If you look closely, we aren’t returning a parser at the end of this, we are just returning a value (i.e. just `result`). We need some sort of way to return a value as a parser. Hmm, fparsec has this and its called `preturn`. Let’s add this too:

```let preturn value = fun state -> (Some(value), state)
```

Not so bad. Now lets tie it in:

```let (>>.)  parser1 parser2  =
parser1 >>= fun firstResult ->
parser2 >>= fun secondResult ->
preturn secondResult
```

Awesome, now the magic that is the F# type inference system is happy!

But, we can do so much more. If all we need to do is create custom operators that leverage the combiner function we can create functions that:

• Takes two parsers and returns the first (`.>>`)
• Takes two parsers and returns the second (`>>.`)
• Takes two parsers and returns a tuple of the result (`.>>.`)
• Takes a parser and preturns its value into a parameterized discriminated union type (`|>>`)
• Takes a parser and preturns its value into a non parameterized discriminated union type (`|>>%`)

## State

In FParsec and other combinators, the state is a character stream. But when building out my own parsec clone I saw no reason that the state had to be tied to a specific type. Parser states share a few things in common:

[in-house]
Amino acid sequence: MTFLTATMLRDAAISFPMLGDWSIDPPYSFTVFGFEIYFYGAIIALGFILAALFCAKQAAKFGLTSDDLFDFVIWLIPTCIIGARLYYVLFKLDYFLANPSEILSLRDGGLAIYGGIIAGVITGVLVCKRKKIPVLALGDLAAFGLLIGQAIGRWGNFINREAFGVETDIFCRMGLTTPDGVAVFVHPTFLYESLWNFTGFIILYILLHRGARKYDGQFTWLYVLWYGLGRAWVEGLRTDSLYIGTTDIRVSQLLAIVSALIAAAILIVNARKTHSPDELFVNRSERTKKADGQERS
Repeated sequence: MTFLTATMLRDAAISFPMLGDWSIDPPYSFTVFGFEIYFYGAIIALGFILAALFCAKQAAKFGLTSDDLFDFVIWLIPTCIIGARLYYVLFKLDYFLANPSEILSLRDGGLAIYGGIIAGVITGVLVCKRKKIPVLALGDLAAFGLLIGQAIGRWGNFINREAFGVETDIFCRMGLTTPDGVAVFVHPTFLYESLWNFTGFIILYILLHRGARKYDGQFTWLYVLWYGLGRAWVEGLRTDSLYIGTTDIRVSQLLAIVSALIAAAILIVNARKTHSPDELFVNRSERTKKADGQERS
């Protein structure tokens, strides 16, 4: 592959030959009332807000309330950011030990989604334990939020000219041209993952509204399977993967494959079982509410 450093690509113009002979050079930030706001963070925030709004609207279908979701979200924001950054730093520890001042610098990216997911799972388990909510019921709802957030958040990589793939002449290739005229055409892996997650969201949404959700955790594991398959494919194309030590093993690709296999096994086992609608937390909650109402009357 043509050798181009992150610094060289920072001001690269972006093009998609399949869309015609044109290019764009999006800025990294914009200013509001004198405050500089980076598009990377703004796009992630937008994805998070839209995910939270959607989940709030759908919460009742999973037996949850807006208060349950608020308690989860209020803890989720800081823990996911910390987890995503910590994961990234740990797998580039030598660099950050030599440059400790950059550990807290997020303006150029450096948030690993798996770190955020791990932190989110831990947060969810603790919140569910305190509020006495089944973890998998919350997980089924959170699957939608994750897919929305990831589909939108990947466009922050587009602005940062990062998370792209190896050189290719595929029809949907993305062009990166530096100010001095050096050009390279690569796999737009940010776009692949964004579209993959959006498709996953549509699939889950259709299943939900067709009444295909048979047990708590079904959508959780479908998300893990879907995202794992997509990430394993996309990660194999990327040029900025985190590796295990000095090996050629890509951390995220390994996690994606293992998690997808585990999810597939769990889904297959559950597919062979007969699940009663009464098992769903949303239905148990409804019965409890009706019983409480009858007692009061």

• Consume and return a consumed value
• Backtrack to a position
• Test if the state contains a predicate
• Know if they are empty

When building my parser I kept this in mind and made the combinator library work on a general state interface that I called `IStreamP`

```type IStreamP<'StateType, 'ConsumeType> =
abstract member state : 'StateType
abstract member consume : int -> 'ConsumeType option * IStreamP<'StateType, 'ConsumeType>
abstract member backtrack : unit -> unit
abstract member hasMore : unit -> bool
```

Using this interface I was able to implement a string parser state, as well as a binary parser state. Both states can be reused with all the combinator functions which is part of what makes parser combinators so robust. You get to mix language functionality with the grammar you are parsing.